• Simone Smith profile imageAUTHOR

      Simone Haruko Smith 

      7 years ago from San Francisco

      Hehee- I know I couldn't!

    • liswilliams profile image


      7 years ago from South Africa

      not sure many would survive without good old peanut, fantastic stuff!

    • Simone Smith profile imageAUTHOR

      Simone Haruko Smith 

      7 years ago from San Francisco

      Oh, dogs + peanut butter = HILARITY!

    • frogyfish profile image


      7 years ago from Central United States of America

      PB-How interesting! I am addicted to it and will enjoy it even more knowing its 'history'.

      My dogs love it too - and it's fun sticking a fingerfull on the top of their mouth...:-)

      Thanks for a fun read!

    • Simone Smith profile imageAUTHOR

      Simone Haruko Smith 

      8 years ago from San Francisco

      Thanks Pinkchic18! It's really surprising how ordinary things can have such fascinating histories.

    • Pinkchic18 profile image

      Sarah Carlsley 

      8 years ago from Minnesota

      Very interesting! I never knew they was so much history to peanut butter! Great hub :)

    • Simone Smith profile imageAUTHOR

      Simone Haruko Smith 

      8 years ago from San Francisco

      Jelly? Pshaw- jelly deserves its OWN hub. It's far too interesting to just *mention* hahaa

    • troy0619 profile image


      8 years ago from puerto rico

      You love peanut butter but you forgot about the jelly? How rude!

    • Simone Smith profile imageAUTHOR

      Simone Haruko Smith 

      8 years ago from San Francisco

      @Arthur, close- I am actually *permanently* trapped in a Takashi Miike film. But one with peanut butter. So it's all quite lovely!

    • Arthur Windermere profile image

      Arthur Windermere 

      8 years ago

      Really interesting. You were digging peanut butter out of a bottle in the middle of an airport? For some reason that strikes me as odd. Odder than the Yakuza boss. Apparently you were momentarily trapped in a Takashi Miike film.

    • susanlang profile image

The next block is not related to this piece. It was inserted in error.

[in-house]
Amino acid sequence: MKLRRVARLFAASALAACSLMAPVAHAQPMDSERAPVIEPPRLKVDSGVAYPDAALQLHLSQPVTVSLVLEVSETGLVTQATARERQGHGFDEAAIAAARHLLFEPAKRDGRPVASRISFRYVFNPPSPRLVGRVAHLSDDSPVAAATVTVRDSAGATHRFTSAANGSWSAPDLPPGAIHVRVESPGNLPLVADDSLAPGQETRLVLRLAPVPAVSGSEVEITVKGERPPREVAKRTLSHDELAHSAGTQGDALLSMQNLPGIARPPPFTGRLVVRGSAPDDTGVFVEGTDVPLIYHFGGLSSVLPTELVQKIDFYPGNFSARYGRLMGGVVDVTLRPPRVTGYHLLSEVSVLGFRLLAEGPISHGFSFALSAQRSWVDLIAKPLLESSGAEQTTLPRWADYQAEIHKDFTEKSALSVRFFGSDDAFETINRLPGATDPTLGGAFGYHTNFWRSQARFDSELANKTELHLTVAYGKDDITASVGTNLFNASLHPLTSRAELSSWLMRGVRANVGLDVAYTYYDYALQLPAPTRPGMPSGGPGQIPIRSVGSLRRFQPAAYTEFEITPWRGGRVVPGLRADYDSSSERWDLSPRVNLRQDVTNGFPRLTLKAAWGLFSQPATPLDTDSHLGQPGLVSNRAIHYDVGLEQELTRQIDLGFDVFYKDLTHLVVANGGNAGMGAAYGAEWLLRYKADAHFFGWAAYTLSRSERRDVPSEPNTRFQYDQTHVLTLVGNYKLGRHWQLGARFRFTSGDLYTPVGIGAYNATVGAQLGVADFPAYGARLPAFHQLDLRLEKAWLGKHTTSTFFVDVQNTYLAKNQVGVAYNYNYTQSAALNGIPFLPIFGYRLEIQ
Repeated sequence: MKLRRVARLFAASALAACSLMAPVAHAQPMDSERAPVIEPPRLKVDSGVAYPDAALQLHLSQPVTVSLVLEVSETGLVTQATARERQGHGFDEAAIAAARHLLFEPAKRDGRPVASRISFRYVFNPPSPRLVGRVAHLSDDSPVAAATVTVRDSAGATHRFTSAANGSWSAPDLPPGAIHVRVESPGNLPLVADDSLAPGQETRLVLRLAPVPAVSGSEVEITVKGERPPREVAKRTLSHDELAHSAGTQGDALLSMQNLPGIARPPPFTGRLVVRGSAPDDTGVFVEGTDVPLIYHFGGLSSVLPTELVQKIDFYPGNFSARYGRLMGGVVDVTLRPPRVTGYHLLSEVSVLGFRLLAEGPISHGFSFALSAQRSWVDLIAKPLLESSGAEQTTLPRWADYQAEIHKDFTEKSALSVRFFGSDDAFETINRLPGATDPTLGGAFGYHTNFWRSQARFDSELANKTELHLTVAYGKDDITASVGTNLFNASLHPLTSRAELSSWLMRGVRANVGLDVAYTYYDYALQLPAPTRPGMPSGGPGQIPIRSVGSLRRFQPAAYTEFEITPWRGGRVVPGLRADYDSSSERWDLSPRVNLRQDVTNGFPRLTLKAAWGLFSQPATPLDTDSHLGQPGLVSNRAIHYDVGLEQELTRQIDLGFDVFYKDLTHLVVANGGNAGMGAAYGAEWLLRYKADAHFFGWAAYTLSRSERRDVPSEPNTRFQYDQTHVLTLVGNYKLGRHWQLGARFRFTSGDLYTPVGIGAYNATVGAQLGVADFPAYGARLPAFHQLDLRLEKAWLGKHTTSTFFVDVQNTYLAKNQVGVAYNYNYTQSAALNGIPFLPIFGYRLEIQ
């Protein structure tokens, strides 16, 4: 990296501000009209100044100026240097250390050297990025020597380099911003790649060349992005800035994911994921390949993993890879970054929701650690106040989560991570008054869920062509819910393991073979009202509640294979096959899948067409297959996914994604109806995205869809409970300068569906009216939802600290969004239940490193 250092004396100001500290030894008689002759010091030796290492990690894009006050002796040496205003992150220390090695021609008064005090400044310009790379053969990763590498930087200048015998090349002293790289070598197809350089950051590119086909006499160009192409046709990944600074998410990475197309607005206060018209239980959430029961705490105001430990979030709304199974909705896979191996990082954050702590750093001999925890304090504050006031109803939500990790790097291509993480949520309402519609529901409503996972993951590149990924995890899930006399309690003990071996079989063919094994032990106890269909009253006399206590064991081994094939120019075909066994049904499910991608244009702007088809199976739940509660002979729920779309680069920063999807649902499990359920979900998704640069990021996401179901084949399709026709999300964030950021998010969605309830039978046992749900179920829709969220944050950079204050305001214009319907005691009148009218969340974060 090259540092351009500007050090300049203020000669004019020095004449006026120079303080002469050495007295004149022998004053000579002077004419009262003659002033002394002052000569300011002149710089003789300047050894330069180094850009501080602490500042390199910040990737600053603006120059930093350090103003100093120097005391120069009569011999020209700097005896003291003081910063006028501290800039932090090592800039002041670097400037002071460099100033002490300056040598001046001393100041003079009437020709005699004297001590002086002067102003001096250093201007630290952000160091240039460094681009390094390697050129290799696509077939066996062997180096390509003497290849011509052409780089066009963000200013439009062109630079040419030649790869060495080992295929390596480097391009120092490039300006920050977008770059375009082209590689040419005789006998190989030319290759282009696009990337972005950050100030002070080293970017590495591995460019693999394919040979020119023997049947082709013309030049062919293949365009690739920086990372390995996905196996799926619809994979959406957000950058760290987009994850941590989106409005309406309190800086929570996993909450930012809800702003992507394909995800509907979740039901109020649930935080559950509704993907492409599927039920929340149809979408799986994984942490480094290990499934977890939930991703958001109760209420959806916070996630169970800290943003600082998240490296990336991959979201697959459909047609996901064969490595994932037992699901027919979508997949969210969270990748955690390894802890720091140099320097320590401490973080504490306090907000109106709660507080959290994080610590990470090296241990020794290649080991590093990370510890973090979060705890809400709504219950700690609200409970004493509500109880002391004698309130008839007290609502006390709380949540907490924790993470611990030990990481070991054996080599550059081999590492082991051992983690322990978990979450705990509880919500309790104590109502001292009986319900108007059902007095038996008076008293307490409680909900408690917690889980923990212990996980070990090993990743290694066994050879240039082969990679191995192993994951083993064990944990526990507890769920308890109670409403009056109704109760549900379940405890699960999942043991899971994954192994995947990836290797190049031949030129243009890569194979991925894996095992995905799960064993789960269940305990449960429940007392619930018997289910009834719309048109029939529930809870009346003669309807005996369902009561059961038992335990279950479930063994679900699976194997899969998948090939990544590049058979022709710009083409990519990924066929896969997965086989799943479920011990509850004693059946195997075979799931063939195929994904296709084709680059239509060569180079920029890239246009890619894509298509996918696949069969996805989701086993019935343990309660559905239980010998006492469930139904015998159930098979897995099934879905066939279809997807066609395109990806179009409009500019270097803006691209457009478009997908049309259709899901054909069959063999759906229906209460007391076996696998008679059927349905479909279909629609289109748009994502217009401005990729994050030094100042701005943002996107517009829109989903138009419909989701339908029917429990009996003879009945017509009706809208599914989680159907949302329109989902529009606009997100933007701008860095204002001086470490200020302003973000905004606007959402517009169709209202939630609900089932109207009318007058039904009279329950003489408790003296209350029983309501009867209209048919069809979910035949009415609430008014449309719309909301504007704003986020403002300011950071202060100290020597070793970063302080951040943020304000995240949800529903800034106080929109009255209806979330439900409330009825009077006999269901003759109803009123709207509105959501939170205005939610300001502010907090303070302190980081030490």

8 years ago

      Mmm mm good peanut butter read, lots of interesting facts! Rated up.

    • Simone Smith profile imageAUTHOR

      Simone Haruko Smith 

      8 years ago from San Francisco

      Thanks World-Traveler! Isn't it amazing how such a simple food can have so many fond feelings?

    • World-Traveler profile image


      8 years ago from USA

      Hello Simone

      I grew up with peanut butter and I still remember Skippy, thanks for the memories!

    • Simone Smith profile imageAUTHOR

      Simone Haruko Smith 

      8 years ago from San Francisco

      Hahaa- who doesn't? That's the best part >_

    • profile image


      8 years ago

      Fascinating story. Peanut Butter is a staple at our house. We even eat it by the spoonful, rght out of the jar!

    • Simone Smith profile imageAUTHOR

      Simone Haruko Smith 

      8 years ago from San Francisco

      I sincerely agree!

    • chirls profile image


      8 years ago from Indiana (for now)

      Interesting article! I love peanut butter, too. I used to live in the UK and it just isn't the same as here in the US (where I am) and Canada (where I'm from). We do it much better on this side of the pond, in my opinion!

    • Simone Smith profile imageAUTHOR

      Simone Haruko Smith 

      8 years ago from San Francisco

      It was fun to do the research - I LOVE peanut butter and appreciate it even more now that I've taken the time to figure out what the heck it is and where it came from XD

    • kaltopsyd profile image


      8 years ago from Trinidad originally, but now in the USA

      Very interesting facts about peanut butter. I never thought of the history. Very interesting! Thanks for educating me.